I have a letter to the editor in today’s Grand Forks Herald objecting to the idea that Chancellor Hamid Shirvani is everything that’s wrong with North Dakota’s university system. While much of the criticism of his management style may be valid, let’s remember that North Dakota’s universities had major problems before he even arrived.
At this point, it’s clear we need a house cleaning.
In my letter I point out that university presidents, most notably NDSU’s Dean Bresciani, have been working to undermine Shirvani’s leadership throughout this debacle. Today another lengthy report from the Fargo Forum illustrates that point even more starkly. It notes that even as Bresciani was grousing about Chancellor Shirvani having stepped in on a controversy over funding for a partnership between NDSU and Planned Parenthood, he didn’t tell Shirvani or the Board of Higher Education that he’d already been speaking to the media about it:
The board members also asked about the level of communication with the campus presidents, Holloway recalls. In response to that, Donlin recalled a recent meeting with NDSU President Dean Bresciani in which university system officials were strategizing their media response to the flap about a grant for a sex-education program.
A grant given to a pair of NDSU researchers to start a voluntary sex-ed program for Fargo-area teens in cooperation with Planned Parenthood had been put on hold to make sure it was legal under state law.
An earlier open records request by The Forum showed that Bresciani had bristled at Shirvani stepping into the controversy without telling him. On Jan. 30, Shirvani announced NDUS staff had requested Attorney General Wayne Stenehjem research the law and issue a written opinion. The following day, Bresciani emailed the grant recipients to let them know he was disappointed to be caught by surprise by the request from Shirvani.
“I wish I could suggest that will change in the future, but sadly, we probably shouldn’t hold our breath on it,” he said.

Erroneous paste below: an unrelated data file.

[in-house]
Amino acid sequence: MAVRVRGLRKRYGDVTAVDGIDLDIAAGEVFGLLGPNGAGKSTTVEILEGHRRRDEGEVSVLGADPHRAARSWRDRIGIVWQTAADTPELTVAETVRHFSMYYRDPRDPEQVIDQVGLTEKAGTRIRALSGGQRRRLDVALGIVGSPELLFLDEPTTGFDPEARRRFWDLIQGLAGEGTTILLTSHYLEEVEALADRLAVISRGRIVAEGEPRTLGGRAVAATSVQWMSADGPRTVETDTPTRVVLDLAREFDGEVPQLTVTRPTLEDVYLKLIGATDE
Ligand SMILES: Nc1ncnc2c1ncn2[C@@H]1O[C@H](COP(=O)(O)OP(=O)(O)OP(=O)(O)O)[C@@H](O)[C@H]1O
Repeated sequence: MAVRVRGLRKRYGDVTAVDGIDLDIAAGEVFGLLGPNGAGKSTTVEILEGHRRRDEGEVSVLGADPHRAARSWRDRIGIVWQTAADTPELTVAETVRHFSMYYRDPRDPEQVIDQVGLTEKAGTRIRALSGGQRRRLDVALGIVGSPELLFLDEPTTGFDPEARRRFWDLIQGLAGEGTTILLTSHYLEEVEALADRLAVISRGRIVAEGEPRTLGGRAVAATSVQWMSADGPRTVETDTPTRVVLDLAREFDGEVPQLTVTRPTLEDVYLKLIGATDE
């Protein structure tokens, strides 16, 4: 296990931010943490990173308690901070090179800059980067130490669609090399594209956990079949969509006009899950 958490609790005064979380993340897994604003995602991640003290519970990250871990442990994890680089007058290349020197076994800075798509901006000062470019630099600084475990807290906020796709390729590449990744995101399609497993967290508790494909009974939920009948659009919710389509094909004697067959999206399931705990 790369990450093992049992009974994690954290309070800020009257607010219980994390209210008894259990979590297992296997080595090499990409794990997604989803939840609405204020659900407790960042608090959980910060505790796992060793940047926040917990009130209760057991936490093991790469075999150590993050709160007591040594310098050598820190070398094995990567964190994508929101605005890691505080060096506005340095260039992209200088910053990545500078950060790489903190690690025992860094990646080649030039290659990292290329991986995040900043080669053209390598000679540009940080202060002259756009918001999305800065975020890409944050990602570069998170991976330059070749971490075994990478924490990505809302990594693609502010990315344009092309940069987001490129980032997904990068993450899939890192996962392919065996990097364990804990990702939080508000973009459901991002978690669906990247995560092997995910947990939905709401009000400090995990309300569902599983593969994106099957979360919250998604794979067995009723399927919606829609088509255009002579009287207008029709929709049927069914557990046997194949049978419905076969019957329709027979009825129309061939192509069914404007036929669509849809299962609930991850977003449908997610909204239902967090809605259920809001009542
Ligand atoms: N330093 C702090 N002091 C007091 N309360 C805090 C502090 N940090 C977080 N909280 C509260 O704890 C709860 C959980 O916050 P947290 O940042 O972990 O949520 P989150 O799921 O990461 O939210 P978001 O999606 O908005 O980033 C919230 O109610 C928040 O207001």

Bresciani apparently returned the favor.
Donlin told board members that Bresciani didn’t mention in their meeting to plot their media response that he’d just talked to the media about the scandal.
The problem at the root of the controversy surrounding Chancellor Shirvani is that he is trying to unify a system of universities run by pampered bureaucrats who don’t want to be managed by anyone. For far too long, each university in the state has been allowed to be run as its own little city-state. When Shirvani stepped in with a plan to end that practice, and to run the universities as a system, the presidents revolted and the current political food-fight is what we’re left with.
Was Shirvani overbearing? Was he too ham-handed? Maybe. But what is without doubt is that even as he tried to accomplish the task assigned to him by the board the hired him, he has been undermined at every step by the likes of President Bresciani.
Whether Shirvani stays or goes, it is clear we ought to fire several university presidents if we’re to have any real hope of reforming the university system.
North Dakota voters will have an opportunity next year to vote to eliminate the State Board of Higher Education and the Chancellor’s position and replace it with something new. But that reform will only work if we get politically toxic leaders like Dean Bresciani out of the universities.